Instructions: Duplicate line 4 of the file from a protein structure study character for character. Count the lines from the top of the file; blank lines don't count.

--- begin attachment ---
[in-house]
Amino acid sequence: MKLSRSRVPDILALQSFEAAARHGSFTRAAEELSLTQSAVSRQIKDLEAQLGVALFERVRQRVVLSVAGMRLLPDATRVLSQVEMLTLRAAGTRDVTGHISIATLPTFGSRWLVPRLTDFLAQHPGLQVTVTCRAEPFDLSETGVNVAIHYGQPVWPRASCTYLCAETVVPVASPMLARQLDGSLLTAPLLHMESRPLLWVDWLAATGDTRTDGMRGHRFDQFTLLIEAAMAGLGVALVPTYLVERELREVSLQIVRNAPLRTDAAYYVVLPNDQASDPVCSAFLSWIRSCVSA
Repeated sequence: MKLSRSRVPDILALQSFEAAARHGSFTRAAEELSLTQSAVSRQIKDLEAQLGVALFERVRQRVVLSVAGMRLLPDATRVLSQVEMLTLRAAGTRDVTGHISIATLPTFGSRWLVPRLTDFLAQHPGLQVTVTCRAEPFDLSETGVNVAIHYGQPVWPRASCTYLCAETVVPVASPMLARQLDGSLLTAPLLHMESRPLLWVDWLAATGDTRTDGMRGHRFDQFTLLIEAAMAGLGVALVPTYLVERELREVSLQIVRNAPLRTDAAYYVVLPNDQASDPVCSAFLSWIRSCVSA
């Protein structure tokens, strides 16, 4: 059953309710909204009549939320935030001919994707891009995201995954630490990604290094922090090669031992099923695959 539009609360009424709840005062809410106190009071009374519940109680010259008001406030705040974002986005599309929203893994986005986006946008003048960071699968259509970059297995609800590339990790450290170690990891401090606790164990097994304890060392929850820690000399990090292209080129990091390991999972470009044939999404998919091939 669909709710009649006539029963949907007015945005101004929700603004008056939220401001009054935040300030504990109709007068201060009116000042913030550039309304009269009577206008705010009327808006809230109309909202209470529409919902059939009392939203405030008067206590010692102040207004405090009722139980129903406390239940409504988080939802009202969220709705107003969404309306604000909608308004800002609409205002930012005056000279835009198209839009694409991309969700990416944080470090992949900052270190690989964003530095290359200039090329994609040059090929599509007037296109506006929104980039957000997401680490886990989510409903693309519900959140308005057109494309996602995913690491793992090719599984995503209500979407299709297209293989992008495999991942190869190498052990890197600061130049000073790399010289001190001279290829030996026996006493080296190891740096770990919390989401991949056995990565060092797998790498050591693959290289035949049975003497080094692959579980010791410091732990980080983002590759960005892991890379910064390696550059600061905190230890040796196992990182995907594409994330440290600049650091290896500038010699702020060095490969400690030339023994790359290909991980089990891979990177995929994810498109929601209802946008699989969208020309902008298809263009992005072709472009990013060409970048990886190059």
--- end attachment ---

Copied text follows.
């Protein structure tokens, strides 16, 4: 059953309710909204009549939320935030001919994707891009995201995954630490990604290094922090090669031992099923695959 539009609360009424709840005062809410106190009071009374519940109680010259008001406030705040974002986005599309929203893994986005986006946008003048960071699968259509970059297995609800590339990790450290170690990891401090606790164990097994304890060392929850820690000399990090292209080129990091390991999972470009044939999404998919091939 669909709710009649006539029963949907007015945005101004929700603004008056939220401001009054935040300030504990109709007068201060009116000042913030550039309304009269009577206008705010009327808006809230109309909202209470529409919902059939009392939203405030008067206590010692102040207004405090009722139980129903406390239940409504988080939802009202969220709705107003969404309306604000909608308004800002609409205002930012005056000279835009198209839009694409991309969700990416944080470090992949900052270190690989964003530095290359200039090329994609040059090929599509007037296109506006929104980039957000997401680490886990989510409903693309519900959140308005057109494309996602995913690491793992090719599984995503209500979407299709297209293989992008495999991942190869190498052990890197600061130049000073790399010289001190001279290829030996026996006493080296190891740096770990919390989401991949056995990565060092797998790498050591693959290289035949049975003497080094692959579980010791410091732990980080983002590759960005892991890379910064390696550059600061905190230890040796196992990182995907594409994330440290600049650091290896500038010699702020060095490969400690030339023994790359290909991980089990891979990177995929994810498109929601209802946008699989969208020309902008298809263009992005072709472009990013060409970048990886190059």